Grace illustrated – Luke 18:9-14

Luke 18 is where we find Christ’s “Parable of the Pharisee and the Tax Collector.”  It provides a number of lessons, namely on prayer, humility and grace.  Luke’s one-sentence introduction to the parable gives us a clear picture of what it is like when our understanding is devoid of the concept of grace.

He also told this parable to some who trusted in themselves that they were righteous, and treated others with contempt: 

What are such people thinking?  And what corrective would Christ offer to their error?  We are now ready to understand the parable.

10 “Two men went up into the temple to pray, one a Pharisee and the other a tax collector. 11 The Pharisee, standing by himself, prayed thus: ‘God, I thank you that I am not like other men, extortioners, unjust, adulterers, or even like this tax collector. 12 I fast twice a week; I give tithes of all that I get.’ 13 But the tax collector, standing far off, would not even lift up his eyes to heaven, but beat his breast, saying, ‘God, be merciful to me, a sinner!’ 14 I tell you, this man went down to his house justified, rather than the other. For everyone who exalts himself will be humbled, but the one who humbles himself will be exalted.”

The Pharisee in the story does in fact think himself to be righteous.  He seems to be trusting in himself and, in his heart, treating the tax collector with contempt.  The man is convinced that God must be looking upon him favorably, since he is extra holy in all that he does.  No doubt the Pharisee really was more righteous than the tax collector in all of his outwardly visible behavior.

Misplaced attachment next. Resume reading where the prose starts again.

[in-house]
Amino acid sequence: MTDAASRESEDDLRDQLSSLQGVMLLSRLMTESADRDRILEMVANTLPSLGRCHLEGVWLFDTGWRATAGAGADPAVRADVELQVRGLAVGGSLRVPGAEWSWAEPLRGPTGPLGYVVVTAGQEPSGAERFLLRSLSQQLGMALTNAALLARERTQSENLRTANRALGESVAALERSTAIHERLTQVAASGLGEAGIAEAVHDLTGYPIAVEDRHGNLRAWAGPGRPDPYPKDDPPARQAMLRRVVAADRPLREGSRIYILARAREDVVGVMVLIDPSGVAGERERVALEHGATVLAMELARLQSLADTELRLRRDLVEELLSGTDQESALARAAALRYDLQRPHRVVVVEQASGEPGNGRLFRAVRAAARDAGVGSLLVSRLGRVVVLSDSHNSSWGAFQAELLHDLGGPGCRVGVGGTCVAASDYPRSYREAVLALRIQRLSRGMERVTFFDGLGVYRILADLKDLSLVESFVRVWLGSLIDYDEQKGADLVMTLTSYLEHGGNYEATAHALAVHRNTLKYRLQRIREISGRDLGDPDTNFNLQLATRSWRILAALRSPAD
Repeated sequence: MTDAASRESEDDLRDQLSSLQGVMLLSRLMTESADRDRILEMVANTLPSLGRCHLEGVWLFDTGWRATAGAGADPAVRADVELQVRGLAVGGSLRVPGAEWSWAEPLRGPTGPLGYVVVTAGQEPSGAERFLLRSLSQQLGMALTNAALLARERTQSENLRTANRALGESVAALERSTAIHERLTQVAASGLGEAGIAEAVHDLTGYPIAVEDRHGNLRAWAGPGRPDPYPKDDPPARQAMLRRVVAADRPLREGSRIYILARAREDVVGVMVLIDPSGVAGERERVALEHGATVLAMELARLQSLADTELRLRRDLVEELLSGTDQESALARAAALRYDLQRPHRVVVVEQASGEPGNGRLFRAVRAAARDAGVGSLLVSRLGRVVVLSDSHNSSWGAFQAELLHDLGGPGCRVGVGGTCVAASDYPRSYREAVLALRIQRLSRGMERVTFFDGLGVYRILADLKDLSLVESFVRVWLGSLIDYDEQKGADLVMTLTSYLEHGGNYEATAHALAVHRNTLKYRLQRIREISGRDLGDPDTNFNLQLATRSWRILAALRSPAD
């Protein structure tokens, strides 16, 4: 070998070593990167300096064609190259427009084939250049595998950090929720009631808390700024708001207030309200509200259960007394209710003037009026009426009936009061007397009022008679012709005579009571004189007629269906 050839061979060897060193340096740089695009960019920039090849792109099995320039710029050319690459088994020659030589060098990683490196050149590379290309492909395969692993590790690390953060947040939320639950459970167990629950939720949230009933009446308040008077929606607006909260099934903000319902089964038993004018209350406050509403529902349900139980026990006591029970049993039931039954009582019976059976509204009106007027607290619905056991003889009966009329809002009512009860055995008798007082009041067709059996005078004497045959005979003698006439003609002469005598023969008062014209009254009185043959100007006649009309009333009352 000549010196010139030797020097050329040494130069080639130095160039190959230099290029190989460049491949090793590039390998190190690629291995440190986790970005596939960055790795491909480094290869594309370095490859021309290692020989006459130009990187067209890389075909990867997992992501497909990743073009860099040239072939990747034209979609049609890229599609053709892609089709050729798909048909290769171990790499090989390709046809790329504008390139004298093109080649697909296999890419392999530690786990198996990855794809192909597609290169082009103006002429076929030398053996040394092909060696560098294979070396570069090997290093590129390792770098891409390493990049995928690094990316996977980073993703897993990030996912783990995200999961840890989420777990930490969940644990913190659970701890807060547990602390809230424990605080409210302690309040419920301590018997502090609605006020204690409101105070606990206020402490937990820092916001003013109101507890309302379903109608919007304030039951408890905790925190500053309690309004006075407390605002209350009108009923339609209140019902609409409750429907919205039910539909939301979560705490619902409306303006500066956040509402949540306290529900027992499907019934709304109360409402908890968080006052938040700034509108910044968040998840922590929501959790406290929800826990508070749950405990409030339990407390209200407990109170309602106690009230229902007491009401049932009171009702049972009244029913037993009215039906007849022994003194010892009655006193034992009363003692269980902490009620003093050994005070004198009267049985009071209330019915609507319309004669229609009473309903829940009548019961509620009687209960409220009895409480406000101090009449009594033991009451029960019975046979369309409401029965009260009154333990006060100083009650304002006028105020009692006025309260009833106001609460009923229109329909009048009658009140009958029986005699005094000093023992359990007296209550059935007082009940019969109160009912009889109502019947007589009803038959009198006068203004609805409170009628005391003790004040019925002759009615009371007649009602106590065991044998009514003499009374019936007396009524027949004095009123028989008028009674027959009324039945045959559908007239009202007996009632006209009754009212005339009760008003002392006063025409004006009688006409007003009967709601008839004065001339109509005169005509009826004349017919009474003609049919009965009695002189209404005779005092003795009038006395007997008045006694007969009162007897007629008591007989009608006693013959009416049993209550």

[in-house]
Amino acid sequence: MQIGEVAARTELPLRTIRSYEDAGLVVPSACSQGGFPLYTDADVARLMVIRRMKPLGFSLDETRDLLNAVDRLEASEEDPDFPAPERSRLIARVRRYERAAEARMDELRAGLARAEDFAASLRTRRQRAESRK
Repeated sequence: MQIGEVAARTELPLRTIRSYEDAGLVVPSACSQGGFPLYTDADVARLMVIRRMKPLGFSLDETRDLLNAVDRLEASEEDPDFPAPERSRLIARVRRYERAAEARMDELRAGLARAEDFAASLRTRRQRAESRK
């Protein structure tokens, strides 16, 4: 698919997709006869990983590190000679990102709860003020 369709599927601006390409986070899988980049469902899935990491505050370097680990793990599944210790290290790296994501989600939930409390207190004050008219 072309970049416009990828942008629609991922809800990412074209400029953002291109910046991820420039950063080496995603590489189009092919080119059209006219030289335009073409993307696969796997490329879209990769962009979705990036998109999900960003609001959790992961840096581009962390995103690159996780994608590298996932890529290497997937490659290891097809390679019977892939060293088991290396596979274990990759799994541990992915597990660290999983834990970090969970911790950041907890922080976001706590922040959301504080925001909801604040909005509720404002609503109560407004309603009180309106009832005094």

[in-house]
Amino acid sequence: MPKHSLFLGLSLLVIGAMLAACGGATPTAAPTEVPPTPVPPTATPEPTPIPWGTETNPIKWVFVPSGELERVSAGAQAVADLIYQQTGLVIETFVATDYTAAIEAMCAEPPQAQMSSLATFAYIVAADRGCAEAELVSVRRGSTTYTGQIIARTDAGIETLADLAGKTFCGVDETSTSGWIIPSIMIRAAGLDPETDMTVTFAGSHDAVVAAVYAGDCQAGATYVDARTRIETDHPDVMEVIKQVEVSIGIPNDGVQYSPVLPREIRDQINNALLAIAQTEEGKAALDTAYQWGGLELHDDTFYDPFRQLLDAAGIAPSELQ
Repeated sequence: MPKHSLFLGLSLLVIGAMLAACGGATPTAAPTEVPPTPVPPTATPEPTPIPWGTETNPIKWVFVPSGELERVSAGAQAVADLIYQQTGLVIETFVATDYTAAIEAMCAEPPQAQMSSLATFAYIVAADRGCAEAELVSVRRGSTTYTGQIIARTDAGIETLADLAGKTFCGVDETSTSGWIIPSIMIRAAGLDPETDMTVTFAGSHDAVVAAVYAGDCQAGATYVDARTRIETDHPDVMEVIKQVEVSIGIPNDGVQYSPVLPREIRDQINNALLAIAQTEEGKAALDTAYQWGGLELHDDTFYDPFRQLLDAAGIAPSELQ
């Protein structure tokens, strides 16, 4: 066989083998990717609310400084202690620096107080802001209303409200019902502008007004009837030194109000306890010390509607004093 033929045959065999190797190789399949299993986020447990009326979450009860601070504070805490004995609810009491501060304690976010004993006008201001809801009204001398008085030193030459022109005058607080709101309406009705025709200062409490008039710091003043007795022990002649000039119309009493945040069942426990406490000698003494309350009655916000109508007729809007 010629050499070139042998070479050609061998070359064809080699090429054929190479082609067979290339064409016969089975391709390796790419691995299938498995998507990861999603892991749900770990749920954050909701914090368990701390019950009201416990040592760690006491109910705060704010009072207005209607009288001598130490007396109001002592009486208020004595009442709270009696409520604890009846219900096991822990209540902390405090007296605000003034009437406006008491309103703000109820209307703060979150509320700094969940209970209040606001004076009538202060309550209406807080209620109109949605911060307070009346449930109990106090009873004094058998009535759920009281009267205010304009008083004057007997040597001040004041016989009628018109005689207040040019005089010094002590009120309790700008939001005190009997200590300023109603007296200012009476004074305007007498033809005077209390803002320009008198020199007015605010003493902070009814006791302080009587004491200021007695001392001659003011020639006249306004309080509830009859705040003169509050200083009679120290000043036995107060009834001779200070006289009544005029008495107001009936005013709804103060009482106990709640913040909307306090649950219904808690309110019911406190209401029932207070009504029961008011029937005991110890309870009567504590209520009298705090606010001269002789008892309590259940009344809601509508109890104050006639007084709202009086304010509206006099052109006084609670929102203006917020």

The tax collector comes to the temple with a sense of need.  We might add that there is no other way to come before God.  Neither gratitude nor worship make much sense if we are not needy at some deeply known level.  Prayers of petition express our need most directly.  A request for mercy from God is perhaps the ultimate petition, since our very lives and standing before God are hanging in the balance.  At the white throne of judgment we won’t be thinking of Aunt Betsy’s headaches.

Yet the tax collector is at least confident enough to go to the temple.  He is not so ashamed as to run and hide and refuse to pray.  He has a basic understanding of grace and his need for it.  This is the perfect place to begin.

Performance-based religion places numerous obstacles on the path to a reconciled and satisfied soul.  On our bad days, we can find ourselves striving in futility in an attempt to get right with God.  On our good days, we can feel confident, but deep down we are trusting in ourselves.  Neither end of that spectrum leads quickly to grace.

Grace reminds us that our best behavior is still somehow tainted by sin, even if only by a sliver of a wrong motive lurking in our heart.  Grace also give us confidence, when we know we have not measured up, to go into God’s presence and seek his mercy.  Like the tax collector who went down to his house justified.

Your worst days are never so bad that you’re beyond the reach of God’s grace.  And your best days are never so good that you’re beyond the need of God’s grace.*

– Jerry Bridges, author, Navigators staff member (1929 – 2016).

* from Bridges, 2008. Holiness Day by Day, Colorado Springs: NavPress, 19.  Originally in The Discipline of Grace

39 Books: Nahum – Nineveh (the sequel)

39 Bks Torah Scroll WhiteNahum – Nineveh (the sequel)